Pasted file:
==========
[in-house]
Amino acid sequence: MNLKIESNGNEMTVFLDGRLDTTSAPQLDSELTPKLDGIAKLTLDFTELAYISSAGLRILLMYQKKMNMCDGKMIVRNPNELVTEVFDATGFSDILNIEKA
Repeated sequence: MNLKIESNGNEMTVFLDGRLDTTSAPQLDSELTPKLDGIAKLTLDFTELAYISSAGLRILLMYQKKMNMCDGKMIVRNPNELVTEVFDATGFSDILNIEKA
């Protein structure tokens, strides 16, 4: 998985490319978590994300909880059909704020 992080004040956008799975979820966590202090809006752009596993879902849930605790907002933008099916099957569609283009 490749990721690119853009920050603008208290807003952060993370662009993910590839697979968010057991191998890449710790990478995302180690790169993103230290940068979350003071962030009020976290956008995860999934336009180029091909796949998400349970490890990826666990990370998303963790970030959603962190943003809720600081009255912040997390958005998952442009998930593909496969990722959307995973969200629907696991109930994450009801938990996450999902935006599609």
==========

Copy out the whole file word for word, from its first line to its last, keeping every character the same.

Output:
[in-house]
Amino acid sequence: MNLKIESNGNEMTVFLDGRLDTTSAPQLDSELTPKLDGIAKLTLDFTELAYISSAGLRILLMYQKKMNMCDGKMIVRNPNELVTEVFDATGFSDILNIEKA
Repeated sequence: MNLKIESNGNEMTVFLDGRLDTTSAPQLDSELTPKLDGIAKLTLDFTELAYISSAGLRILLMYQKKMNMCDGKMIVRNPNELVTEVFDATGFSDILNIEKA
């Protein structure tokens, strides 16, 4: 998985490319978590994300909880059909704020 992080004040956008799975979820966590202090809006752009596993879902849930605790907002933008099916099957569609283009 490749990721690119853009920050603008208290807003952060993370662009993910590839697979968010057991191998890449710790990478995302180690790169993103230290940068979350003071962030009020976290956008995860999934336009180029091909796949998400349970490890990826666990990370998303963790970030959603962190943003809720600081009255912040997390958005998952442009998930593909496969990722959307995973969200629907696991109930994450009801938990996450999902935006599609």